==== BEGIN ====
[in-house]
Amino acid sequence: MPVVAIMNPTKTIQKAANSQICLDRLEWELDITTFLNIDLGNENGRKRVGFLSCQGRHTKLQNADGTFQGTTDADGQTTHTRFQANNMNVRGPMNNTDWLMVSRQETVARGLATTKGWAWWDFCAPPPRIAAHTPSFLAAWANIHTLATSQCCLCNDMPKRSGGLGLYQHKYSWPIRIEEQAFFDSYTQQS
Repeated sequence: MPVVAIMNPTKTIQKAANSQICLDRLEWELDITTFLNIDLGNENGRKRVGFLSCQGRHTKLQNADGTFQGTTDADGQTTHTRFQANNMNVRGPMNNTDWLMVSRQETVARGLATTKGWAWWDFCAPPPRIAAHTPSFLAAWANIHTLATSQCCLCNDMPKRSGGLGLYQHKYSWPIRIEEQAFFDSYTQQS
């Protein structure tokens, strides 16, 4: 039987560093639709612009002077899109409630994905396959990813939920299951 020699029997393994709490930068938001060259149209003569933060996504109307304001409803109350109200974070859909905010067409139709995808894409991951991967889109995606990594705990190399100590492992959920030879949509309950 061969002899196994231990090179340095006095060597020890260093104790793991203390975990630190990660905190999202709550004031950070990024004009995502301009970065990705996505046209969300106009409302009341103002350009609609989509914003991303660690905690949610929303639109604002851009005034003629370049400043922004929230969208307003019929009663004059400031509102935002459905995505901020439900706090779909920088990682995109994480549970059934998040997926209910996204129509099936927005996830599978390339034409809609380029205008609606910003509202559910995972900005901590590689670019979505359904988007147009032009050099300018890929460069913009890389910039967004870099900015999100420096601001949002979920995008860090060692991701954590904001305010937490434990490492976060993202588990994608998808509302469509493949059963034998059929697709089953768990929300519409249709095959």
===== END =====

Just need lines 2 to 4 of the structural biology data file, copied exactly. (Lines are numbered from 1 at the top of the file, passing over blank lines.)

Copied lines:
Amino acid sequence: MPVVAIMNPTKTIQKAANSQICLDRLEWELDITTFLNIDLGNENGRKRVGFLSCQGRHTKLQNADGTFQGTTDADGQTTHTRFQANNMNVRGPMNNTDWLMVSRQETVARGLATTKGWAWWDFCAPPPRIAAHTPSFLAAWANIHTLATSQCCLCNDMPKRSGGLGLYQHKYSWPIRIEEQAFFDSYTQQS
Repeated sequence: MPVVAIMNPTKTIQKAANSQICLDRLEWELDITTFLNIDLGNENGRKRVGFLSCQGRHTKLQNADGTFQGTTDADGQTTHTRFQANNMNVRGPMNNTDWLMVSRQETVARGLATTKGWAWWDFCAPPPRIAAHTPSFLAAWANIHTLATSQCCLCNDMPKRSGGLGLYQHKYSWPIRIEEQAFFDSYTQQS
């Protein structure tokens, strides 16, 4: 039987560093639709612009002077899109409630994905396959990813939920299951 020699029997393994709490930068938001060259149209003569933060996504109307304001409803109350109200974070859909905010067409139709995808894409991951991967889109995606990594705990190399100590492992959920030879949509309950 061969002899196994231990090179340095006095060597020890260093104790793991203390975990630190990660905190999202709550004031950070990024004009995502301009970065990705996505046209969300106009409302009341103002350009609609989509914003991303660690905690949610929303639109604002851009005034003629370049400043922004929230969208307003019929009663004059400031509102935002459905995505901020439900706090779909920088990682995109994480549970059934998040997926209910996204129509099936927005996830599978390339034409809609380029205008609606910003509202559910995972900005901590590689670019979505359904988007147009032009050099300018890929460069913009890389910039967004870099900015999100420096601001949002979920995008860090060692991701954590904001305010937490434990490492976060993202588990994608998808509302469509493949059963034998059929697709089953768990929300519409249709095959």